By Lonnie Wilkey
Almost any bill considered by local, state and national government bodies is scrutinized to see if it is “gay friendly.” A case in point happened a few weeks ago in Tennessee. Tennessee legislators approved a law that would protect Christian adoption agencies or religious-based adoption agencies from placing children in homes that would “violate the agency’s written religious or moral convictions or policies.” Gov. Bill Lee later signed the bill into law.
Gov. Lee has been criticized and chastised for signing the bill by pro-homosexual rights activists. That’s not surprising. He also is being lauded by pro-traditional family supporters. When you take a stand, one side or the other will be angry.
I applaud our governor for standing up for values he believes and supports. He was under tremendous pressure from those who said Tennessee would suffer financially from the decision because businesses and major sporting events would shun the city. Will it? That remains to be seen. Business is business. If a business feels like it will profit from locating to Nashville, or anywhere in Tennessee for that matter, it will consider making the move.
For those who say the state is denying homosexual couples the opportunity to adopt children, that is false, says Greg McCoy, president of Tennessee Baptist Children’s Homes. He told the Baptist and Reflector recently that the bill does not keep homosexuals from adopting children. The bill simply “protects faith-based adoption agencies from going against their beliefs.”
Culture dictates that religious beliefs don’t matter when it comes to some issues such as abortion or homosexual/transgender rights, etc.
And, churches are now in the center of cultural controversies.
The Tennessean reported on Jan. 27 that the membership of Northside United Methodist Church in Jackson voted on Jan. 26 to leave the United Methodist Church. The United Methodist Church, as a denomination, is supportive of same-sex marriage and LGBT issues.
In a press release, lead pastor Don Thrasher was quoted, “As the UMC has become so divided and is heading toward a split, we simply decided that God is calling us to remove ourselves from the ongoing conflict and focus on Christ’s mission for us to share God’s love with all people and lead people to be followers of Jesus Christ.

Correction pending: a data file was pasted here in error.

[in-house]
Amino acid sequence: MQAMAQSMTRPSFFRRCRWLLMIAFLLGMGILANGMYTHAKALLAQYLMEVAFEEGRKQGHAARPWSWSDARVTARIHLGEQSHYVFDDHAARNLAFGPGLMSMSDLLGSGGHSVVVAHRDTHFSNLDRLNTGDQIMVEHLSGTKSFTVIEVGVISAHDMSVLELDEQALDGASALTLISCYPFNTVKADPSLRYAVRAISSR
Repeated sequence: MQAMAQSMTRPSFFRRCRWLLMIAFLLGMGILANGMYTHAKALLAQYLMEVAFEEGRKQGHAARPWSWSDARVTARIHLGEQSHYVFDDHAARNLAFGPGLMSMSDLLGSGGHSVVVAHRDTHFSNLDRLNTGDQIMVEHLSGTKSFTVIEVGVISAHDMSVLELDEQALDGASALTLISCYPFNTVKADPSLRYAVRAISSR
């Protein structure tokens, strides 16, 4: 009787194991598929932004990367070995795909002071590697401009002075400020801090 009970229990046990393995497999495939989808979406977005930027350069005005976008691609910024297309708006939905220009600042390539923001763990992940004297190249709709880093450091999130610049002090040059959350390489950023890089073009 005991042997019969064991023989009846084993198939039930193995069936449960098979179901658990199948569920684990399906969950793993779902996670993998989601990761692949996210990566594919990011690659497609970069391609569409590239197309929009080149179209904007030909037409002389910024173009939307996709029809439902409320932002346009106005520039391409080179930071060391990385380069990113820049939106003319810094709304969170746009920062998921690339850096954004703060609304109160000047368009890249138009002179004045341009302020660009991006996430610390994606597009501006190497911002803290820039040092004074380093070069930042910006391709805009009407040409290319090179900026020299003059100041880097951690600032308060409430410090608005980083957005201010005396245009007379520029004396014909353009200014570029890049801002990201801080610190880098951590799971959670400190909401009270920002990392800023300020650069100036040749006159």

“We are a people with a deep love for Scripture and the long held biblical traditions of the church.”
According to The Tennessean article, 93.8 percent of the about 500 members who participated, voted to leave the denomination.
Other UMC churches are facing similar decisions. Stacy Bell, one of my closest friends and a former Baptist deacon, is involved in navigating the small Methodist church he now attends to follow suit and exit the denomination that he strongly feels has strayed from the Bible’s teachings.
He related to me that last year a vote was taken in the denomination on the issue and the conservative side “won,” but Methodist leadership was disappointed in the vote and chose to ignore it. “The Methodists are allowing the minority to rule,” he opined.
One of the issues that Methodist churches face that Southern Baptists do not is the ownership of their property. The local church does not own buildings or the property. The denomination does. Methodists are dealing with developing a method in which churches may retain their property.
Nobody wins in these situations and Christianity gets a “black eye” in the process.
Baptists need to take notice. We can’t bury our heads in the sand and say, “That will never happen in Baptist life.” I pray that it doesn’t, but there are people who have left Baptist churches now because they think some Baptist leaders have become more accepting of the homosexual lifestyle due to information (or misinformation) that is rampant on blogs and websites.
I can’t speak with clarity on what individual Baptists believe or don’t believe, but I am sure of this: The Southern Baptist Convention has never taken a public stand in support of same-sex marriage or a homosexual lifestyle.
So, that brings us back to the question posed in the headline of this column: Will the Southern Baptist Convention Ever Bow to Cultural Pressure?
We won’t as long as we remain faithful to God’s Word. If we deviate from Holy Scripture, we will suffer the consequences and become just another denomination that fell into kingdom irrelevancy. B&R